The blame game is on. Lacking polls to kick around anymore, pundits are looking for the cause(s) of Mitt Romney’s spectacular loss.
For months, we heard that the race was supposed to be a “nail biter.” And toward the end, we heard that Romney “had the momentum.” Things were looking promising for a Romney victory.
In the coming weeks, I’m sure we’ll see many hypotheses and analyses, and proposed turning points where the momentum was lost and Romney’s fate was sealed.
But here’s the fact: Romney lost because he was never ahead in the election. Unlike McCain in 2008, Romney was always losing the 2012 election.
This election was no spectacular loss. It was the ordinary loss of a candidate who was always behind. Period.
It was always in front of our eyes (and I did my best to point it out). The state head-to-head polls never showed Romney with much of chance of winning.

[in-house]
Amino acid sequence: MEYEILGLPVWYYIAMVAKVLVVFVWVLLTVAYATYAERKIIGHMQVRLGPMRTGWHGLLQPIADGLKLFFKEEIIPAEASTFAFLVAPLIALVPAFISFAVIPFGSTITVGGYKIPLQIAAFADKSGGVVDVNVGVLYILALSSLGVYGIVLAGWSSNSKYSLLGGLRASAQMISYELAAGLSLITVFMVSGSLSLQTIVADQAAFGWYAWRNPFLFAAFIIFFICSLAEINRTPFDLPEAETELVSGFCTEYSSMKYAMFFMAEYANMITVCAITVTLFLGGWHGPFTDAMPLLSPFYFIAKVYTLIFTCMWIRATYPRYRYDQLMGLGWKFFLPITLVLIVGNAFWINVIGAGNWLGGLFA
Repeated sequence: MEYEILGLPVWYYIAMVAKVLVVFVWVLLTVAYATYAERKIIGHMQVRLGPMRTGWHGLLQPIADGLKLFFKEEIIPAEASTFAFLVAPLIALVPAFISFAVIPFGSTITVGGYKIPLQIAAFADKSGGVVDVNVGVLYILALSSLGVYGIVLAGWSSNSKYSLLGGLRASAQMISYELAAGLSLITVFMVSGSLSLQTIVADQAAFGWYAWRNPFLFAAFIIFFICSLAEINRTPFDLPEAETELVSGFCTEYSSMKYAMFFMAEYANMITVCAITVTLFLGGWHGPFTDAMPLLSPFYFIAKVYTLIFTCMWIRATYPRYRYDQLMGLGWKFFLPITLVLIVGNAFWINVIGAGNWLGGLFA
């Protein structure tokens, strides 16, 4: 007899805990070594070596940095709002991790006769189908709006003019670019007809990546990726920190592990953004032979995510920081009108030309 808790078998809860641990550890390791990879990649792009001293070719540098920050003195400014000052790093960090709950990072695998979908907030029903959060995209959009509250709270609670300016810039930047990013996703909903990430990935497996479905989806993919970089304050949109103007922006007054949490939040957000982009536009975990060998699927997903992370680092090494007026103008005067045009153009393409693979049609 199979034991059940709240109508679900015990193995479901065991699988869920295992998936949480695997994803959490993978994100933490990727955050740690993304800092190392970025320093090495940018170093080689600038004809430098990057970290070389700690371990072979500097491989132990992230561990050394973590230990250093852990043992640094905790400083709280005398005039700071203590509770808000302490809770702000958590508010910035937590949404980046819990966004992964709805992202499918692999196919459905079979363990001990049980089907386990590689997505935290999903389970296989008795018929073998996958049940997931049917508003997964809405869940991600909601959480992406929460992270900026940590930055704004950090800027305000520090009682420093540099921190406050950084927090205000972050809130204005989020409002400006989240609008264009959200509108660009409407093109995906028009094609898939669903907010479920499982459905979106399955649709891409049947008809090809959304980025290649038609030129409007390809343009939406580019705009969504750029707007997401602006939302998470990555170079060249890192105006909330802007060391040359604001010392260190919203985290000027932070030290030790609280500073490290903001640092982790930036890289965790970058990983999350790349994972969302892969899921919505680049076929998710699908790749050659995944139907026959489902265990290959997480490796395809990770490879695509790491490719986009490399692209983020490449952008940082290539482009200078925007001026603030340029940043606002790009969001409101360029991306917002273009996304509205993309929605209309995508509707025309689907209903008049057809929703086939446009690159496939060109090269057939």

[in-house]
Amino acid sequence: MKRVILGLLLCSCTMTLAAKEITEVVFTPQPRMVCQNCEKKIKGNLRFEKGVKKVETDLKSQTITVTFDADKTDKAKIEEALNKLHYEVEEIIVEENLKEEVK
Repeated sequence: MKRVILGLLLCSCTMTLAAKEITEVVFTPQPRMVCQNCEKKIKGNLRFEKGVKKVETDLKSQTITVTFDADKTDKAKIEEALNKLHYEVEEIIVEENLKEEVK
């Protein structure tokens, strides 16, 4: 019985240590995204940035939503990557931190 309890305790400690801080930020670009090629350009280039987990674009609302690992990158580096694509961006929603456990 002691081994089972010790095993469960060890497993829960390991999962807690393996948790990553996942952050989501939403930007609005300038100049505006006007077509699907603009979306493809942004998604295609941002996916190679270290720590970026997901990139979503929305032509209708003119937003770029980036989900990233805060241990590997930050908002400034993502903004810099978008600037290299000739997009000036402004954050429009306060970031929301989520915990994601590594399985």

Here is a daily Monte Carlo analysis of the head-to-head polls over the two month leading up to the election (one week “current polls” window):
Romney did have “momentum” in this race. It started before the first presidential debate, following Obama’s post-convention bubble, around the 29th of September. The momentum ended with Romney at his strongest showing around the second presidential debate. Even at his strongest, Romney only had about a 25% chance of winning.
I suppose this was a turning point more than any other. If Obama had blown the second debate, Romney might have maintained his momentum and gone on to win.
But, instead, Obama gained the momentum. From the second debate forward, Obama’s lead grew slowly and steadily, and his chances of winning increased. By the last day of October, Obama hit a 95% probability of winning the election. He still had the momentum.
Hurricane Sandy made no difference whatsoever (as Mitt Romney seems to believe); nor Hurricane Christie. Obama’s win was well secured by that point.
To believe Romney had a chance was to dismiss hundreds of polls as simultaneously skewed. But, like 2008, in this election, aggregation of the state head-to-head polls gave an entirely accurate picture of the election.
At least one right-winger may have let on that he actually does understand why Romney lost:
— Rush Limbaugh, on his radio show.